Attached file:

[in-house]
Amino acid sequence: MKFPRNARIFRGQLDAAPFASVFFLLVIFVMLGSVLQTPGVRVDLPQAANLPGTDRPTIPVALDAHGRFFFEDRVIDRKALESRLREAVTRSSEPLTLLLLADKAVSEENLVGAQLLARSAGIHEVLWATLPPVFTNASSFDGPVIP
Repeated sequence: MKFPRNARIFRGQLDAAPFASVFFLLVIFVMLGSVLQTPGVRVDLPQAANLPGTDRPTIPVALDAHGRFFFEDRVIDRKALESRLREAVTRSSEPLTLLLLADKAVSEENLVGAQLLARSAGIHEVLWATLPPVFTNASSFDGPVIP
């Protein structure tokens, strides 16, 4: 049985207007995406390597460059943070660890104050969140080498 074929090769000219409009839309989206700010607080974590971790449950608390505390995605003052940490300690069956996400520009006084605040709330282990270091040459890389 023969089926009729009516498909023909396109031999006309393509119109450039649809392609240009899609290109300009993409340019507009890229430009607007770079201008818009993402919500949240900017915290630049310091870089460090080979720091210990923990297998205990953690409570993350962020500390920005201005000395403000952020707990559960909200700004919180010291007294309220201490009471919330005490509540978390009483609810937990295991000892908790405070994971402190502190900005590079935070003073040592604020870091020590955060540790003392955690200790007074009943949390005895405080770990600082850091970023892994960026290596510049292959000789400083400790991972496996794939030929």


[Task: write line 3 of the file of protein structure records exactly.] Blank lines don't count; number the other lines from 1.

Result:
Repeated sequence: MKFPRNARIFRGQLDAAPFASVFFLLVIFVMLGSVLQTPGVRVDLPQAANLPGTDRPTIPVALDAHGRFFFEDRVIDRKALESRLREAVTRSSEPLTLLLLADKAVSEENLVGAQLLARSAGIHEVLWATLPPVFTNASSFDGPVIP